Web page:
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St Joseph (RC)

Fishponds

Bristol

     

Built at the corner of Forest Road and Lodge Causeway the church of St Joseph celebrated 75 years in the year 2000. The plain cruciform exterior is hardly distinguished, with plate tracery, including that of the west wheel. The doorway is flanked by three small windows (which light the internal narthex under the west gallery), and the church has additionally a north-west and south-west porch. In the gable of the west end is a statue of St Joseph. Each of the main ends carries a stone cross, and the transepts are slightly lower. The east end is apsidal and is joined to the presbytery by a very short "cloister" walk.

The foundation stone was laid on November 12th 1923 and the church opened on St Joseph's Day March 19th 1925. The architect was Sir Frank Wills and the total cost came to just under 10,000.

A temporary church had stood on this site since 1911, and was moved from Park Lane in Kingswood when that mission closed. This mission founded by the Redemptorist Fathers had established a mass centre in Fishponds in Guinea Lane close to St Mary's Parish church (CofE) in 1907, known as St Philip's Oratory. The temporary church was once more re-erected alongside the new church and served as a parish room until after 1975. This has now been replaced along with the primary school by new school and parish buildings.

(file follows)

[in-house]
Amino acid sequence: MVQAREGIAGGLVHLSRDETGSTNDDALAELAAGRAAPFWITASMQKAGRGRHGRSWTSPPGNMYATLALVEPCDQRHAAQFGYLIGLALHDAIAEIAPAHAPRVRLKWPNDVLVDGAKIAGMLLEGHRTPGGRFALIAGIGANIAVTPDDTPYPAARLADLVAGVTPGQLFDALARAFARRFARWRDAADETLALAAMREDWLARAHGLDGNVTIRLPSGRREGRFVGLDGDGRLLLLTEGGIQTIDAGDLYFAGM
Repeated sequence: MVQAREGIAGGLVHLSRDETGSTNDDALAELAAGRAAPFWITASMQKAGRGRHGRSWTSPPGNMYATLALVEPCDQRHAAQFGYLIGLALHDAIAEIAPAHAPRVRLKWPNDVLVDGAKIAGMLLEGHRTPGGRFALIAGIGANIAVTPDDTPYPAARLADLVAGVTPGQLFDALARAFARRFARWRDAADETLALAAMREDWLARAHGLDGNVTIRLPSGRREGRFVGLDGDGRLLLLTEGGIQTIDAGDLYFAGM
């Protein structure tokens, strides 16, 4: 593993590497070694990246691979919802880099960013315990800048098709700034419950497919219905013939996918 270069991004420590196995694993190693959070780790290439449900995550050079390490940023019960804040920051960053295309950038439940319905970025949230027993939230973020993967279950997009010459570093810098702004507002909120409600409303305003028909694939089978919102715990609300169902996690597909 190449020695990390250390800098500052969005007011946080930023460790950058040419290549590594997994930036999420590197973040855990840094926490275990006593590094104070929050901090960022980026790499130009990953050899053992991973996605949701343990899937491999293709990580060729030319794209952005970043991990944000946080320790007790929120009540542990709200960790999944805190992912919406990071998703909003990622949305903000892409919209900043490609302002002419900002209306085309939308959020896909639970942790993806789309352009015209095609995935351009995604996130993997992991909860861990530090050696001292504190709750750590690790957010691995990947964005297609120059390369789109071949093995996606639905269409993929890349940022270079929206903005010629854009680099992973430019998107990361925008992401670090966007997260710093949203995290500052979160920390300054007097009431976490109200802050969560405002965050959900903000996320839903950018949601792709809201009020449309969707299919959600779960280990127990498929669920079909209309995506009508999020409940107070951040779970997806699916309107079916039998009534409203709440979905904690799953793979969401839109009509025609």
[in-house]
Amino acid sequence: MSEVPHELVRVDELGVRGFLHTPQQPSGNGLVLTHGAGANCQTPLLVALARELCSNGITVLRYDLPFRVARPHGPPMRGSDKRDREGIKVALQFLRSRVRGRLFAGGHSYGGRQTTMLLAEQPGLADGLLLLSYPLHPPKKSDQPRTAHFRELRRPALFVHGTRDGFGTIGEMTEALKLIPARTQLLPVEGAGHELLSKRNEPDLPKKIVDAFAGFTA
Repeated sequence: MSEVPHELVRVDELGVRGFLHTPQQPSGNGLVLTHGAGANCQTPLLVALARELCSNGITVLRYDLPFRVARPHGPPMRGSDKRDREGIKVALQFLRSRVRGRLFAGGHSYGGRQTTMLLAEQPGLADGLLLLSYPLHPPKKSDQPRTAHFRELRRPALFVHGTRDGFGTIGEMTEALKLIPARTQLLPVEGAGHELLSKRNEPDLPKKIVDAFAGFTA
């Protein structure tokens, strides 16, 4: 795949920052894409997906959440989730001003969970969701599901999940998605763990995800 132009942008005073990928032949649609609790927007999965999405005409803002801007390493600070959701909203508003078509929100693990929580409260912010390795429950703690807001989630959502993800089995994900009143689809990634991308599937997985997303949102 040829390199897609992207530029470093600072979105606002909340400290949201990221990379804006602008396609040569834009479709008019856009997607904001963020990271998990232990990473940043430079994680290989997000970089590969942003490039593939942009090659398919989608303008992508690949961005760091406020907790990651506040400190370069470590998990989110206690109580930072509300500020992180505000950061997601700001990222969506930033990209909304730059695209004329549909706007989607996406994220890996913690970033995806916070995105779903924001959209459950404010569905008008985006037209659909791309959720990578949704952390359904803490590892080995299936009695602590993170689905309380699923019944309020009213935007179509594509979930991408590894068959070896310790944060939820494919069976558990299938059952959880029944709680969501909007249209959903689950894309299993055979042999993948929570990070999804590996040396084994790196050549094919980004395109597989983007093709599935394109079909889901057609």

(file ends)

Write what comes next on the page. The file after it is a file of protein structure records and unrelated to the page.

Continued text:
From this ordinary exterior, the interior comes as a pleasant surprise, and there is a piece of work inside from an architect of national if not international renown.

     

The nave is aisleless and there is no structural division to mark the crossing, except that the roof timbers change. The chancel is apsidal and has a closed ambulatory, although the first two bays have arcades and west arches into the crossing. Vatican II reordering has not meant much change to the building with a new altar being provided at the old chancel steps. In the north aisle is a small organ, one of the only surviving furnishings from the nearby Morley Congregational Chapel, which was snapped up by the parish priest at a bargain price.

     

The chancel is shown here in close-up. The wooden roof becomes more elaborate here, almost the illusion of vaulting ribs. The stepped triple-lancets in the clerestory is an effective elaboration. Below can be seen the east reredos and high altar composition. This is by John Bentley, best known today for designing Westminster Cathedral. It was not originally here, although was installed here in 1929, soon after the church opened. It dates from 1872 and was previously in the convent chapel of The Sisters of Perpetual Adoration in Taunton which closed in the same year. It is built of alabaster with other marbles, mosaics, gilding and paintings.

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page created 23rd August 2000